A Question for Complex Cataloging

This frontispiece from a 1703 library catalog shows a classical figure engaged in cataloging a collection. In real life, cataloging has fewer cherubs and more computer screens.
This frontispiece from a 1703 library catalog shows a classical figure engaged in cataloging a collection. In real life, cataloging has fewer cherubs and more computer screens.

Catalogers work behind the scenes in the library. We’re usually found in our very quiet building, examining books, checking over bibliographic records, or typing lines of code. The catalog records that we work on are mostly used by people whom we will never meet. But the Cataloging & Description department occasionally receives questions from researchers, and those questions help explain why we put certain pieces of information into our records.

For example, we recently got a question about the historical theses and dissertations that we catalog. A researcher compiling a bibliography of theses and dissertations for The Hymn Society found the record for a thesis or dissertation written by an FSU student in 1973. The question was: was it a thesis, written for a Master’s degree, or a dissertation, written for a Ph.D.?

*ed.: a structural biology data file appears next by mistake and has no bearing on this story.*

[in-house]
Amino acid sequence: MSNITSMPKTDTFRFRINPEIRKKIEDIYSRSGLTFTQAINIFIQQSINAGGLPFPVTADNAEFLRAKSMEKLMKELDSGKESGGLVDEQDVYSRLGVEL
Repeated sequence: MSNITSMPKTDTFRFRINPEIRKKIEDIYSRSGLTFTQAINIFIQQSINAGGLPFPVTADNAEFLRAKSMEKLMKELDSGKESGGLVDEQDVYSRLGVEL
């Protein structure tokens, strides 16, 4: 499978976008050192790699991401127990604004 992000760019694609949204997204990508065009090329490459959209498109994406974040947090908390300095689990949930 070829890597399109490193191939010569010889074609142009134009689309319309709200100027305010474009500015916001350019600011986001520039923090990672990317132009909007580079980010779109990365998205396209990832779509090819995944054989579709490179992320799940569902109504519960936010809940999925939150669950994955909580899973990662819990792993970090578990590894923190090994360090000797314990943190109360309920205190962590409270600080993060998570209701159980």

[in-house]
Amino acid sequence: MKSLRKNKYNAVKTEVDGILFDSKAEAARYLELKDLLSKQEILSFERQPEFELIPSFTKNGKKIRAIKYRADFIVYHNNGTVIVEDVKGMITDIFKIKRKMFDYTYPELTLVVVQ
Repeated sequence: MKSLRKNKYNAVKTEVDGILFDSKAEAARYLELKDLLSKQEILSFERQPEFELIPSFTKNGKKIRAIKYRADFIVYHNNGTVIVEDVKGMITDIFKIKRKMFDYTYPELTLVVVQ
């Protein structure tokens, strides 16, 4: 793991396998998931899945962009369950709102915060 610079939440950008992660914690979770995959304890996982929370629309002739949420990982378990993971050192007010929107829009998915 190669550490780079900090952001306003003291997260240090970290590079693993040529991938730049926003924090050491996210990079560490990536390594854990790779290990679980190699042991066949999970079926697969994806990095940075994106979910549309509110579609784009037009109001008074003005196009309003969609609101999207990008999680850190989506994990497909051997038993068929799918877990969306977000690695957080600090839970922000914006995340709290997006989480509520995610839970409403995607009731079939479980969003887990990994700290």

As technology has advanced, catalogers have been able to provide an increasing amount of metadata for each item they catalog. We no longer have to limit ourselves to the space of a 3×5-inch catalog card, and changes in our digital platform have allowed us to include more information for electronic resources as well. The record in question had been created in 1976, using older cataloging standards, and it didn’t contain the information that the researcher wanted.

As we’ve been updating the records of historical theses and dissertations to current standards, however, we’ve been including this information in each record. Once we got the question from the researcher, we updated this record as well, so that now anyone looking at the record should be able to see that it’s describing a dissertation, not a thesis.

This screenshot shows the information we entered into the catalog record: the 502 field includes the degree for which this work was written.

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